New Sensory Rooms now open in LRC

The+bright+interior+of+one+of+the+new+Sensory+Rooms+on+campus.

Amber Morris

The bright interior of one of the new Sensory Rooms on campus.

Amber Morris, Staff Writer

Sensory rooms are something that are often not seen in university settings. They are usually found in grades K-12. Jill Steele, director of Diverse Abilities and Accommodations at Vincennes University, realized that these types of rooms are also beneficial on college campuses and worked to bring this new feature to VU.

Some people may ask what is the purpose of a sensory room? 

Sensory rooms are therapeutic environments designed to provide unique and personalized sensory input. Sensory rooms create a safe space for individuals to improve the development of thought, intelligence and social skills,” Steele said.

The rooms that are available are a calming room and a stimulating room. 

The rooms are located in the Learning Resource Center – Rooms 138 and 139. They can be reserved by students, faculty, and staff. They are very interesting rooms with many different things that visitors can go in and work with or relax with.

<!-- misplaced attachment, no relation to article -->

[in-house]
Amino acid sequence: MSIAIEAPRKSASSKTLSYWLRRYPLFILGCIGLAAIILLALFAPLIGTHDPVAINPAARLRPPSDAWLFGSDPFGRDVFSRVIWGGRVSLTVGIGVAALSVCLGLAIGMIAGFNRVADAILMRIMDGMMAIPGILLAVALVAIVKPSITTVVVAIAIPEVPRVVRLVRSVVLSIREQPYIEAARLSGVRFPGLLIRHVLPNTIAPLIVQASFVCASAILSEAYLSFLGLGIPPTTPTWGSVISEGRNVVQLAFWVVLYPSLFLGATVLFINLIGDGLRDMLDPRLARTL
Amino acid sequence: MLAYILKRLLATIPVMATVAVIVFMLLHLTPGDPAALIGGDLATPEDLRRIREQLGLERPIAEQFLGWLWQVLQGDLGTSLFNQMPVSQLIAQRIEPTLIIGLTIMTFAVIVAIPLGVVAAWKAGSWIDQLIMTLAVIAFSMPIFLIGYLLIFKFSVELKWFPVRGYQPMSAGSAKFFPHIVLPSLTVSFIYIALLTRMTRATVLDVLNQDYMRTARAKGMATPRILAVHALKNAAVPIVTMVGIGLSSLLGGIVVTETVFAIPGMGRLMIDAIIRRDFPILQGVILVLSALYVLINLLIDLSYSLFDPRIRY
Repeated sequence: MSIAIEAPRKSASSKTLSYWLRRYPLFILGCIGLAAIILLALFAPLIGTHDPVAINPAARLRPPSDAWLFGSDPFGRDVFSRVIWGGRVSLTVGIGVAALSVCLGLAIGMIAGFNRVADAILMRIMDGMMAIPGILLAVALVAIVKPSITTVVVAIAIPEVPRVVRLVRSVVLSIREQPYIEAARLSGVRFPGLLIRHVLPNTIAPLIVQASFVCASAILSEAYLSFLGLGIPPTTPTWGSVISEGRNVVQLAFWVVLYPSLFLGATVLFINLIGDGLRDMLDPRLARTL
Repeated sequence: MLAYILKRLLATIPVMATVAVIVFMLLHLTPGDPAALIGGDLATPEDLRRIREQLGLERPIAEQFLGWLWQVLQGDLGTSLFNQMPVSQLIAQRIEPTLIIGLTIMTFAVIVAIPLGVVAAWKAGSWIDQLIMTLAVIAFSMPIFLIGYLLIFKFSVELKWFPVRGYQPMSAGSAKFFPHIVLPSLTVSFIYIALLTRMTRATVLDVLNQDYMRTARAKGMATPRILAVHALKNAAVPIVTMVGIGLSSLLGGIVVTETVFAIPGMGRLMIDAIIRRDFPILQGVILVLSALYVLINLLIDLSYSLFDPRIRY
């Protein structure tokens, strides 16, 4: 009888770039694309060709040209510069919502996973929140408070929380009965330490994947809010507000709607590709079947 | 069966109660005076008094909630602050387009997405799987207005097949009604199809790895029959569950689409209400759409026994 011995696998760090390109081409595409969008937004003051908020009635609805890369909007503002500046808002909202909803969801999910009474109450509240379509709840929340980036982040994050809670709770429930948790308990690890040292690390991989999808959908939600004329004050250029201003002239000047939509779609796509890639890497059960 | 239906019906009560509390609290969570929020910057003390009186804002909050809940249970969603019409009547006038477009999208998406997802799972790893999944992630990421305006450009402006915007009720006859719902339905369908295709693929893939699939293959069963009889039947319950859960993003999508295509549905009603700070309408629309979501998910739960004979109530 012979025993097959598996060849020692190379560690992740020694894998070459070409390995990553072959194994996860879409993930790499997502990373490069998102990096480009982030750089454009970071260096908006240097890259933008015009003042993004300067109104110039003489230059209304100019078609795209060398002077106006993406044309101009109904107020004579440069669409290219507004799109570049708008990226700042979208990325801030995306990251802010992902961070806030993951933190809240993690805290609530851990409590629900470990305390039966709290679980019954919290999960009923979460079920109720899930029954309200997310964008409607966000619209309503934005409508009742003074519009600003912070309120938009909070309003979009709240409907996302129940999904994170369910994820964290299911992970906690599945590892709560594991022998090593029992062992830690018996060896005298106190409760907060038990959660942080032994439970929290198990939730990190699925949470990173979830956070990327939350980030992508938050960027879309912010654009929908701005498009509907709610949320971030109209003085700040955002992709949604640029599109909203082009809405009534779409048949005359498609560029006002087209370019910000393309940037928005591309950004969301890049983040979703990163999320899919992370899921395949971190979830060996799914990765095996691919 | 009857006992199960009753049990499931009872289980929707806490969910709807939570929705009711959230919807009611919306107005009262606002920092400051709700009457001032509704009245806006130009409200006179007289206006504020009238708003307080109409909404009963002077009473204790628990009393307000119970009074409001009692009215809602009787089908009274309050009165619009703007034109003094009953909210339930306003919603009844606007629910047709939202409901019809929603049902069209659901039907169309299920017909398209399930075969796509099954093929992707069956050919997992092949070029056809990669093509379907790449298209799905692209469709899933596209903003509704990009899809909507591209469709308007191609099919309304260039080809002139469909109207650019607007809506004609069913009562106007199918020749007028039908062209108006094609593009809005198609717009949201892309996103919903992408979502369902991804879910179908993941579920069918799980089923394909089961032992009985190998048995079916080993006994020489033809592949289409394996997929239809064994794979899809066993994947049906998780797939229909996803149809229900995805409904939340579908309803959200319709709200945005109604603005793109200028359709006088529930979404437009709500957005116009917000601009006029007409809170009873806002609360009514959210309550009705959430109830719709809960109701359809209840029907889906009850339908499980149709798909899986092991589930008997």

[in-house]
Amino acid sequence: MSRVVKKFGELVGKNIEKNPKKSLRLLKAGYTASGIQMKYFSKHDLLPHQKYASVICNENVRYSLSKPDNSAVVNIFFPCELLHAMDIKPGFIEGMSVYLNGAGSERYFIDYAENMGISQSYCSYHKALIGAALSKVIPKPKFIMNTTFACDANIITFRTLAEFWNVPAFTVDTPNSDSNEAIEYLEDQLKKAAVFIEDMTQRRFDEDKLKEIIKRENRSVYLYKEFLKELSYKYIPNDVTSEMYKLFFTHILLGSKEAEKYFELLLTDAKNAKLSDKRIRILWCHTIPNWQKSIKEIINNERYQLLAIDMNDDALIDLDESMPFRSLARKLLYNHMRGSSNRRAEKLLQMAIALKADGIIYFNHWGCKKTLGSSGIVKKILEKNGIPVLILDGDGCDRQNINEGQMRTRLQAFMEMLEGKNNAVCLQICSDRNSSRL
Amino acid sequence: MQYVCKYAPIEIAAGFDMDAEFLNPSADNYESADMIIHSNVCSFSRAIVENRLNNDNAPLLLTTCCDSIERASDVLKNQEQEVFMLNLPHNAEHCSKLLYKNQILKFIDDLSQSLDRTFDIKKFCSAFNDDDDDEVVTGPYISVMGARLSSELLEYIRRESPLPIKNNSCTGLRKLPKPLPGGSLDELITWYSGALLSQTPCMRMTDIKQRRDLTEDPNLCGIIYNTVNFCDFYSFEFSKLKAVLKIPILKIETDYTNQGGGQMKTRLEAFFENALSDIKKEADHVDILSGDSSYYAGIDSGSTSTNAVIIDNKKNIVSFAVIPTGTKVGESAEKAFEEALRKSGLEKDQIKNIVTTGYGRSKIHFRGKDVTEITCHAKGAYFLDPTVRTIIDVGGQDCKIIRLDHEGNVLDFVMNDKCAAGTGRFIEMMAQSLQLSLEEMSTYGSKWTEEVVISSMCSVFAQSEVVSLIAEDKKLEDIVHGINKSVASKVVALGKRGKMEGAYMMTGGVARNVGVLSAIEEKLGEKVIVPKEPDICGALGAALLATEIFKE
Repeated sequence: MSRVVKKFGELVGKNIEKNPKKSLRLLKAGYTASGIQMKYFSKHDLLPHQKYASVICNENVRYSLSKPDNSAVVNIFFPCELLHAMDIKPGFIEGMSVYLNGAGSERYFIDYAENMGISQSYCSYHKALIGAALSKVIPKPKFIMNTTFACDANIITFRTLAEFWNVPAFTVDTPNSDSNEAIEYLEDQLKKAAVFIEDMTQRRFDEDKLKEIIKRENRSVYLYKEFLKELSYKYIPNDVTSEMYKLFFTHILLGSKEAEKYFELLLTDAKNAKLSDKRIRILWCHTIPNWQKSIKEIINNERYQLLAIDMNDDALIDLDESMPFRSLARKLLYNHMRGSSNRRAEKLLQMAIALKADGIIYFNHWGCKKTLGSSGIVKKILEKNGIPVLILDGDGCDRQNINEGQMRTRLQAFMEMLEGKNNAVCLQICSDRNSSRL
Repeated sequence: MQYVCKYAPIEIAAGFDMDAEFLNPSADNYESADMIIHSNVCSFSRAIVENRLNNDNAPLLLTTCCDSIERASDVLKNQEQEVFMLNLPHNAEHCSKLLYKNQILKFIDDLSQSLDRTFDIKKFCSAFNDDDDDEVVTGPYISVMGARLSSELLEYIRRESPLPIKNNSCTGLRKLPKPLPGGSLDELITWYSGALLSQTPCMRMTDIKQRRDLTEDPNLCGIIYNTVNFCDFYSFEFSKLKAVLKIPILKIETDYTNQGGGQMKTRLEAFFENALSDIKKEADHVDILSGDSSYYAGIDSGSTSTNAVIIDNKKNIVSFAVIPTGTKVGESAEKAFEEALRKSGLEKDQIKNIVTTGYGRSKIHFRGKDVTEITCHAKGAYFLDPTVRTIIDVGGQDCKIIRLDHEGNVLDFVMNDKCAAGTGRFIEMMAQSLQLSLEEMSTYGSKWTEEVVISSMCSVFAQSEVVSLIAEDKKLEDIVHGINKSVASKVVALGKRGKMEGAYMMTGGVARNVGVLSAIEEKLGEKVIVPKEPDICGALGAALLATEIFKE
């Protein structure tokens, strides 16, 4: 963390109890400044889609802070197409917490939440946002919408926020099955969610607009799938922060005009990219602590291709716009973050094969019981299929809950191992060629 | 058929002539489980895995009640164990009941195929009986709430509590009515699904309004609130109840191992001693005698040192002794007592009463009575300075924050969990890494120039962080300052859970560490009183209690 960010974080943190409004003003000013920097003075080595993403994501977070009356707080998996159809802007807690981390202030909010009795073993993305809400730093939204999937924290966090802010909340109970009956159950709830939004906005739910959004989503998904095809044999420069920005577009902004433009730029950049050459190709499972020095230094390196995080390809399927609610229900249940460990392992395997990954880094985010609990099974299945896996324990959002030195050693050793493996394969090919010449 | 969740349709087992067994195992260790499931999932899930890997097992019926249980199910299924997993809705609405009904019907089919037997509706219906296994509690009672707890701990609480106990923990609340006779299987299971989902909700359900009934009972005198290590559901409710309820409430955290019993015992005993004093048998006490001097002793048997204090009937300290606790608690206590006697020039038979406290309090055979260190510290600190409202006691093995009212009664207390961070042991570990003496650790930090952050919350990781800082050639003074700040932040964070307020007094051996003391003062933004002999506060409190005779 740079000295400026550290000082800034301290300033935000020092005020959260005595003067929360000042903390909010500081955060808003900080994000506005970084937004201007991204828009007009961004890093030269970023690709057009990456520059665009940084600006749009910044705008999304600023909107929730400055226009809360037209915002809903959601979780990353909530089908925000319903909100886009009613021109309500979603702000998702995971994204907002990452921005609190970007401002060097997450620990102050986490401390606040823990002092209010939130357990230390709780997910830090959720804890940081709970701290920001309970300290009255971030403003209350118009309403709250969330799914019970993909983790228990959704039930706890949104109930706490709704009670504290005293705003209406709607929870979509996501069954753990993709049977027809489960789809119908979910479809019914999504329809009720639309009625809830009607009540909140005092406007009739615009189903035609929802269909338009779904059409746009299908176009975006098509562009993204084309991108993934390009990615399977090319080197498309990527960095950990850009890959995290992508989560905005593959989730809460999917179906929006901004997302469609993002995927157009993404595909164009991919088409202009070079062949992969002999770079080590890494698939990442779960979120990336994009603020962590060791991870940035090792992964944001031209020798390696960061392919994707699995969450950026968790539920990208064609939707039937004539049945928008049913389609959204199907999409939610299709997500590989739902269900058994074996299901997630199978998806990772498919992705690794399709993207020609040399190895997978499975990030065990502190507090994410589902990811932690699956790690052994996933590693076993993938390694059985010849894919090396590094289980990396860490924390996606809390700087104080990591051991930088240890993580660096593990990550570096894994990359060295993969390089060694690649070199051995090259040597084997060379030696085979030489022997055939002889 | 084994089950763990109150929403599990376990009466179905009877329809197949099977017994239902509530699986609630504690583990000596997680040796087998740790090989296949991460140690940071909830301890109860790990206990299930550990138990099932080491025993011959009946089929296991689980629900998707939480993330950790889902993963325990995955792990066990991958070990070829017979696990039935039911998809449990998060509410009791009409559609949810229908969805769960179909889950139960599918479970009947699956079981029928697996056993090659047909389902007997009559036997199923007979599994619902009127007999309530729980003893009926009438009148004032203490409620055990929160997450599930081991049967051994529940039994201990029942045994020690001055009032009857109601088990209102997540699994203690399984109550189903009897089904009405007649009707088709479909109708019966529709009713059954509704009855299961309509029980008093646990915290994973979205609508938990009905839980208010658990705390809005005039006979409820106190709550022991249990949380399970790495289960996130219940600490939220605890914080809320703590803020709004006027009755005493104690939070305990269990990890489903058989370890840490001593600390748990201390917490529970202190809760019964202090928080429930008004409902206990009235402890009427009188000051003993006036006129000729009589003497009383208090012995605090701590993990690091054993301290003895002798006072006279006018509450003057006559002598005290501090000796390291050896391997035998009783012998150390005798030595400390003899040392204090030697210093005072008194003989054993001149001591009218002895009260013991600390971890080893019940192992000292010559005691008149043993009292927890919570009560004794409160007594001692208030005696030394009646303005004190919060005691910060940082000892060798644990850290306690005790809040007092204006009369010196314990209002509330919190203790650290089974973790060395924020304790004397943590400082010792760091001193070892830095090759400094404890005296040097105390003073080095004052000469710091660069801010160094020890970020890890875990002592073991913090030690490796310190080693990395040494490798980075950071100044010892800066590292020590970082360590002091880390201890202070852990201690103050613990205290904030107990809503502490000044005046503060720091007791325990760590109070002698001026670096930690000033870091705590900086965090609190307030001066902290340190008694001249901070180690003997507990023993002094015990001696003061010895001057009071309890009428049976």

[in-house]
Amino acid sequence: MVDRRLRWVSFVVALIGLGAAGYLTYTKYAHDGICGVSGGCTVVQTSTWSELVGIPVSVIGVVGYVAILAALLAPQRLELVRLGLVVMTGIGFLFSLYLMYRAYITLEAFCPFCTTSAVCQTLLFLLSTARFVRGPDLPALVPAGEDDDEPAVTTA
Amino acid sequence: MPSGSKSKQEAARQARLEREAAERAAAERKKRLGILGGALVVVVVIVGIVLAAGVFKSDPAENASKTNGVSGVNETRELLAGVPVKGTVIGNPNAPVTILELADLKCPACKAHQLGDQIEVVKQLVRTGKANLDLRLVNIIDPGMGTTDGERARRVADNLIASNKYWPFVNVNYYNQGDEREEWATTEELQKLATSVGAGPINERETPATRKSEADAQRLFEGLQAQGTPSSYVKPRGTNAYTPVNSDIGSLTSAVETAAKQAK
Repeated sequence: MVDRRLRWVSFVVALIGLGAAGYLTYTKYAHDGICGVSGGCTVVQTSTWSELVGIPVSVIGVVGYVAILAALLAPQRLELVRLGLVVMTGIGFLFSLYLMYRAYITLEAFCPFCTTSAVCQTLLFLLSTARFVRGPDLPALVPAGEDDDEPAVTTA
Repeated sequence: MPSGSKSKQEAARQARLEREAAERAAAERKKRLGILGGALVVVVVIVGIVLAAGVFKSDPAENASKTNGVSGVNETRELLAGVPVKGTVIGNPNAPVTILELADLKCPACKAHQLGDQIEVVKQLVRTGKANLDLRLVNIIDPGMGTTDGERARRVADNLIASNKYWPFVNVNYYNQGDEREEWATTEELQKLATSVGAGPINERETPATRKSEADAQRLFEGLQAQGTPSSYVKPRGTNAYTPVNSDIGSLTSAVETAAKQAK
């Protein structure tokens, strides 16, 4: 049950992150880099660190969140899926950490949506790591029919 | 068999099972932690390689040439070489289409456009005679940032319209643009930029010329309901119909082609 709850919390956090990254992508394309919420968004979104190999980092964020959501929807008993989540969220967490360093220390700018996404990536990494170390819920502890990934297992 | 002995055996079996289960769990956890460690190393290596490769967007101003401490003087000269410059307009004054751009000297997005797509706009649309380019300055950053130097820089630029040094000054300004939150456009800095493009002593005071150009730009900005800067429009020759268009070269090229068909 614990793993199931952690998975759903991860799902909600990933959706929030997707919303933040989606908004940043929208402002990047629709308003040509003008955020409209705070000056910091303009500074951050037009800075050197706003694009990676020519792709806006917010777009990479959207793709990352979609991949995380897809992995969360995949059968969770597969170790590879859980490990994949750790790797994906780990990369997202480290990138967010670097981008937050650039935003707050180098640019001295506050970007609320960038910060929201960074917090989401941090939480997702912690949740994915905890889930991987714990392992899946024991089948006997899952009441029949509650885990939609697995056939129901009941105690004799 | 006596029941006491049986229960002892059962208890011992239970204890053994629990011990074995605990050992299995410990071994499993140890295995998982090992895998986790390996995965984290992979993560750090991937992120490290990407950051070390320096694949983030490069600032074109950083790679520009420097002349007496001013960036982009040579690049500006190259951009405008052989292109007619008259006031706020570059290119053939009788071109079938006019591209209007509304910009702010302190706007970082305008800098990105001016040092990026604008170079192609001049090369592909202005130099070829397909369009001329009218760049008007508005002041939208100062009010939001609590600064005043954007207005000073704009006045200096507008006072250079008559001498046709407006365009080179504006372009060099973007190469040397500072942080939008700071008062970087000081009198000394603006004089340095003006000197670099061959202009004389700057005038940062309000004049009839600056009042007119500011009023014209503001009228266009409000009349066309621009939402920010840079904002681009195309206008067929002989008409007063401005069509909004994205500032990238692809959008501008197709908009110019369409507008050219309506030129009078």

In the stimulating room there is an interesting honeycomb feature that if you tap it, it will change colors. It will keep your attention and make you think about all the different color combinations. The room also has many other things to keep someone entertained for a little while. 

In the calming one is a feature that lights up and plays relaxing music to calm a person.  

“The calming room offers muted shades, calm colors, and quiet activities,” Steele said. “The stimulating room offers bright colors, physically engaging activities and the activities in the room create much louder sounds. The best way I can describe the calming room is it’s like going to the beach to relax. The stimulating room is more like going to an arcade where you are actively participating to expend extra energy.” 

Students seem to like the sensory rooms, which have been open for a few weeks, and people are starting to flow in, mentioned Steele. 

Visit the Learning Resource Center to learn more about the sensory rooms.